In order to produce the IMP, ICRAF developed a flow chart matrix that identifies potential irrigation areas and water sources by mapping biophysical and socioeconomic parameters. Details of this work are provided in the IMP document which was launched on the 17th September 2010 in a ceremony graced by the Right Honourable Prime Minister of the Republic of Rwanda and the Honourable Minister for Agriculture and Animal Resources, Dr. Agnes Kalibata. In her remarks, Hon. Kalibata, commended ICRAF and Ebony for a job well done. A number of organizations from diplomatic missions, international research institutions, local NGOs and the community were represented during the launch of the IMP.
In May 2009, 150 of the world’s leading market experts gathered in Nairobi, Kenya to consider how governments, donors and other stakeholders could improve Africa’s national and regional agricultural markets. Their goal was to identify and recommend priority actions for achieving more efficient and effective markets that would contribute to poverty reduction and economic development throughout the continent.
The Conference, organized by the Alliance for a Green Revolution in Africa, (AGRA) and the International Livestock Research Institute (ILRI), comprised a wide range of representatives from the African agricultural value chain.
Participants considered interventions that have improved African markets as well as actions and policies that have undermined them. Overall, the experts concurred that no single institution or group of special interest stakeholders could resolve the array of problems afflicting Africa’s agricultural markets. Participants called for a range of efforts that would dramatically scale up proven interventions and test new ideas and approaches that would unleash the capacity of African agriculture to improve livelihoods and drive economic growth.
Among the many recommendations made for priority action was the need to encourage innovations that improve market efficiency and more fully integrate small-scale agro-entrepreneurs into marketing processes. Another recommendation was to support the provision of financial services to small-scale agro-enterprises and smallholder farmers – especially women – and the channeling of “smart subsidies” for farmers and small agro-businesses through private sector input suppliers in order to create market demand.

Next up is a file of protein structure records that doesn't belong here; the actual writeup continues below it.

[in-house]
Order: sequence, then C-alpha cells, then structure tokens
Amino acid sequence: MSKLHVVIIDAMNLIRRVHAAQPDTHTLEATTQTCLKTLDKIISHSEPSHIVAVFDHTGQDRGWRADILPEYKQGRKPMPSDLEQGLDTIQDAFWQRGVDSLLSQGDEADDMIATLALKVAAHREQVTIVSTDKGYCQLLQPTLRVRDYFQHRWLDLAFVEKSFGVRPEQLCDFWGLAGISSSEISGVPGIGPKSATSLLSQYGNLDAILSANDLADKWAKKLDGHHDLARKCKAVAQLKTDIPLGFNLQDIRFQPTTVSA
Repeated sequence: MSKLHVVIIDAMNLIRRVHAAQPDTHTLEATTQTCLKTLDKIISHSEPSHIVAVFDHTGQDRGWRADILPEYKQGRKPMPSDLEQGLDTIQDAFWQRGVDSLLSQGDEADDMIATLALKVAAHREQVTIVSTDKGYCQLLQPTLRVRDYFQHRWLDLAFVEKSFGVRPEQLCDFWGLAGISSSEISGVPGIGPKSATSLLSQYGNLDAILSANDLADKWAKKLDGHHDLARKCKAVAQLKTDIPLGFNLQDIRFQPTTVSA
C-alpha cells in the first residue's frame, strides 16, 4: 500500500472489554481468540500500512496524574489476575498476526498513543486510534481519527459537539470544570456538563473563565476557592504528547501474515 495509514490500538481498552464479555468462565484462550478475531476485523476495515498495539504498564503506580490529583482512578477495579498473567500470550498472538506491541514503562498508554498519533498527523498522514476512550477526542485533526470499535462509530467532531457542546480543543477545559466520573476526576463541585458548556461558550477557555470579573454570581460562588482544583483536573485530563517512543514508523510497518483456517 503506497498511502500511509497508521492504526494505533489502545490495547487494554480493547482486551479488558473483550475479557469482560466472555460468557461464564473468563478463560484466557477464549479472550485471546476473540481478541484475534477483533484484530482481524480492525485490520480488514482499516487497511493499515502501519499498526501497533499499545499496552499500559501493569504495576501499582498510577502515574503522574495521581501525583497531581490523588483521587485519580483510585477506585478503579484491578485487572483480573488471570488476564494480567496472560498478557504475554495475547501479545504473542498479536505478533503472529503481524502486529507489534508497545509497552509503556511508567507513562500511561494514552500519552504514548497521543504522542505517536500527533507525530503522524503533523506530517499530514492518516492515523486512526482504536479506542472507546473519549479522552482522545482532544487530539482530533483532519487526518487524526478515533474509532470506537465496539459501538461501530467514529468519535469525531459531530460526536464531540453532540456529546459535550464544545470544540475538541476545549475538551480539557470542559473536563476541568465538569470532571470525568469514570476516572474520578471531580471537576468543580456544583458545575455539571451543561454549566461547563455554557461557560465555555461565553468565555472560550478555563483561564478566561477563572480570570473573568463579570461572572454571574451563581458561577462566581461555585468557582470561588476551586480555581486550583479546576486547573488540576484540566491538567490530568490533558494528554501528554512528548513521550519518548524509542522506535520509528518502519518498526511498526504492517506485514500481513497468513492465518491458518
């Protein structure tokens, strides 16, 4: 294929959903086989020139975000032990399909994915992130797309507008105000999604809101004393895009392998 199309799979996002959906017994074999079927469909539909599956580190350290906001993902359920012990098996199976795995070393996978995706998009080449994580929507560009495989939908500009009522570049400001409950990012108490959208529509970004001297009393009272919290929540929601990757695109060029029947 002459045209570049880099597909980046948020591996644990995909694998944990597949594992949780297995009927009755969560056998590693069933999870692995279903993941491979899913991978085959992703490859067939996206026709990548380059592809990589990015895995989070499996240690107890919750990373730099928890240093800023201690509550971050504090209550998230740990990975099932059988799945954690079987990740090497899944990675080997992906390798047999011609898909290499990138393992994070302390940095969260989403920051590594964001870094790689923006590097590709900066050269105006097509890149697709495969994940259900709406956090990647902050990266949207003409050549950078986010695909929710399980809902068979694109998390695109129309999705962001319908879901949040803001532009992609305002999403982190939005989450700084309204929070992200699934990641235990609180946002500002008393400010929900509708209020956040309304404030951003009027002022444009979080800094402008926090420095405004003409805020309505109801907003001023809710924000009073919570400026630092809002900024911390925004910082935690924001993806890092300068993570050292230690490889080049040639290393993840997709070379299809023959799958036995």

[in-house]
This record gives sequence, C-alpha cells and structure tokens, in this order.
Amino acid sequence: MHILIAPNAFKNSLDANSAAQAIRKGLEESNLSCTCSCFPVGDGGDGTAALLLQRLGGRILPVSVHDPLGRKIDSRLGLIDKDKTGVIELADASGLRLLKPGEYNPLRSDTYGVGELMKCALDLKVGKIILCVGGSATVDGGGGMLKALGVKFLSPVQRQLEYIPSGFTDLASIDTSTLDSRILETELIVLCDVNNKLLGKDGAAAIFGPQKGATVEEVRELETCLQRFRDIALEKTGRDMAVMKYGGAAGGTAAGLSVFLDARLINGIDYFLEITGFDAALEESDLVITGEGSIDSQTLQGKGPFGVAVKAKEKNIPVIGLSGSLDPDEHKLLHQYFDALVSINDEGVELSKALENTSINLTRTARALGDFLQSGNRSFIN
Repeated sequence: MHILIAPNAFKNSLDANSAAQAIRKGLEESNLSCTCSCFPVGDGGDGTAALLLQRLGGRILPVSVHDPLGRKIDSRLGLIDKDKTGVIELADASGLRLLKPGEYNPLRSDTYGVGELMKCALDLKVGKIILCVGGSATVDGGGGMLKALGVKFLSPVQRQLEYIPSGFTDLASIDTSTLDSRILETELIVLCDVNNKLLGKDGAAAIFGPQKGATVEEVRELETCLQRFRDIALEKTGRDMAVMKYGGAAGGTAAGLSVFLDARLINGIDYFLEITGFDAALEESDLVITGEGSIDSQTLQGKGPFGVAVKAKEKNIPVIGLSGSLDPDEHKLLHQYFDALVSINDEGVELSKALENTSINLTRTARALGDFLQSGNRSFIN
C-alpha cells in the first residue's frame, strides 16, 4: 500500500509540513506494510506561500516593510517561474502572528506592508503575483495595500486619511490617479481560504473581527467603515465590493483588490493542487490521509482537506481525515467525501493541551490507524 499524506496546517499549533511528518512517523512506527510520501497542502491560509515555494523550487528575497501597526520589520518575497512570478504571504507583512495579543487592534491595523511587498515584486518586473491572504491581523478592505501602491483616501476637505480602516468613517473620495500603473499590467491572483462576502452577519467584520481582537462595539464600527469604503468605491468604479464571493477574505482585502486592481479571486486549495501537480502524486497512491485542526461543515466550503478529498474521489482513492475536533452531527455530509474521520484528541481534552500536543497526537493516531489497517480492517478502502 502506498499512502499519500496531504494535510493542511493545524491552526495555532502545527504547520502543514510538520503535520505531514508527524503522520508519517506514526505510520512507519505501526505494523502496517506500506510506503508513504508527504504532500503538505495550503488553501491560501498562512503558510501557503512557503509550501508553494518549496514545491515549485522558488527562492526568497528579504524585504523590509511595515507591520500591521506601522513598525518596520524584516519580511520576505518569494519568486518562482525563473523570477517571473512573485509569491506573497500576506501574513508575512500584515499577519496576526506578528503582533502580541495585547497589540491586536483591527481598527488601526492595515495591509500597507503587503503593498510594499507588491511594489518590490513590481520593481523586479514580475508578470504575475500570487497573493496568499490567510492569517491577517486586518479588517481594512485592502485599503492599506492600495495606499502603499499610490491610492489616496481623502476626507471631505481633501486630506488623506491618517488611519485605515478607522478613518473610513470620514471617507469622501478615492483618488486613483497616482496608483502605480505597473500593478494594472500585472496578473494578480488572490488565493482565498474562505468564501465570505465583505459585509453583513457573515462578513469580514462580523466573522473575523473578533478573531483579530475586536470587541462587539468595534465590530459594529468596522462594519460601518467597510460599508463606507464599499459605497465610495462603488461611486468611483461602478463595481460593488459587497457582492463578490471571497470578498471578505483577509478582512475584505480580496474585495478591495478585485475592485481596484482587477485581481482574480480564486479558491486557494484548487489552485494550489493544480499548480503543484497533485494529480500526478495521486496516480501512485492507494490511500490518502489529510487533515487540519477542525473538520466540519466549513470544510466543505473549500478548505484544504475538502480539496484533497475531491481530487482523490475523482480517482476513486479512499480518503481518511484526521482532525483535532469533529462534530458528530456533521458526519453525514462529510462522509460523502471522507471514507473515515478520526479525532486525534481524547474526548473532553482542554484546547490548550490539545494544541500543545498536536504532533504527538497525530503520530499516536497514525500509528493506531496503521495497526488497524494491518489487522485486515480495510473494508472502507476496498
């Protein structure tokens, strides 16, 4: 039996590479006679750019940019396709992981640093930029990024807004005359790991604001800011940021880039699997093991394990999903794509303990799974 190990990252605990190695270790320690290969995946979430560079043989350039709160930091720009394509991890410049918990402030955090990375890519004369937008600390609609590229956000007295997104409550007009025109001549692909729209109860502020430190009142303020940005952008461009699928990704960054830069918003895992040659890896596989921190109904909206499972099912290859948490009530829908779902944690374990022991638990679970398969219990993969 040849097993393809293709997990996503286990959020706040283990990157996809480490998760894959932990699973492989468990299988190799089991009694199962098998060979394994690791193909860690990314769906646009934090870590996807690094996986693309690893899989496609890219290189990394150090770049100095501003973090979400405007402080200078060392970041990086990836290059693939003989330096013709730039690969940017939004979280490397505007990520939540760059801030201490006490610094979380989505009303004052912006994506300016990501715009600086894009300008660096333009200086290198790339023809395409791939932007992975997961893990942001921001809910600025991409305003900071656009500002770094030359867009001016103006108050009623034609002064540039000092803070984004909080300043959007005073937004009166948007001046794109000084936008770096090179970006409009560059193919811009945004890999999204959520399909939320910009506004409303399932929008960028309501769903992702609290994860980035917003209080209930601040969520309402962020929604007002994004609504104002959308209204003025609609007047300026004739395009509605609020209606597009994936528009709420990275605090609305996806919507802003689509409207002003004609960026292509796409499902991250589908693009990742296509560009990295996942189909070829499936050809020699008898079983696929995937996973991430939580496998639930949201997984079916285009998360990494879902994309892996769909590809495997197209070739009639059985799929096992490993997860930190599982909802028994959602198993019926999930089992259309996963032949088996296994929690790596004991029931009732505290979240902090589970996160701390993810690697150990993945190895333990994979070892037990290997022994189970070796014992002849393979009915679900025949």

Huber 1991, notes that many organizations do not know what they know because they have weak systems for locating and distributing their knowledge.
The CGIAR is making great efforts to conquer this, one way is by the use of CGMap Ongoing Research in Africa, a map of projects being carried out by the CGIAR.
The map was selected as an entry for the Knowledge Share Fair in Cali that is currently taking place, one of the objectives of the share fair is to encourage sharing and learning from each others’ good practices.
In part, this is why this innovation was selected.
What knowledge sharing tools and methods did you use in your project or initiative, and how?
The system was upgraded from the initial desktop application to an interactive web database (February 2009), allowing for multiple users from across the globe to input and access research information.
The software used to design the Map (Linux, MySQL and Sympony) and agile software development allowed for iterative development to incorporate new changes coming from user feedbacks throughout the development phase while at the same time providing a cost efficient method. This choice of software also created a platform that allows for co-ownership of information among various information contributors where each was given rights to update, edit project information and invite other contributors. Further with the option for users to send messages to project scientists directly from the system, the door to online collaboration has been much widened.
Finally, newsletters, seminars, email messaging and social media tools like blogs were utilised to reach different audiences.
What were the main challenges and issues (what worked and what didn’t work) and how these were addressed? If you worked in collaboration with other organizations, please provide your reflections on this aspect as well.
Big numbers of disparate information management system in the CG with little or no integration between them resulted in centers working independently for a long time. Trying to build a system that can accommodate the varying differences and standardizing this information was the greatest challenge. By involving different key people and users in the centers in the development of the tool and distributing user roles, tremendous steps have been made to overcome this challenge.
Through collaboration with the ICT-KM Program of the CGIAR we have been able to apply the latest technology to build the system and apply a wide range of expertise support bringing in a rich and wide exchange of ideas which facilitated the speedy delivery of the system.
With the tremendous development and growth of ICTs and their use in knowledge sharing it is important that we have mechanisms that can be able to re-use this information, aggregate it and provide opportunities for synergy in agriculture development. As opposed to have 15 CGIAR websites providing similar information, Ongoing Research Map provides all this information in just one website http:\\ongoing-research.cgiar.org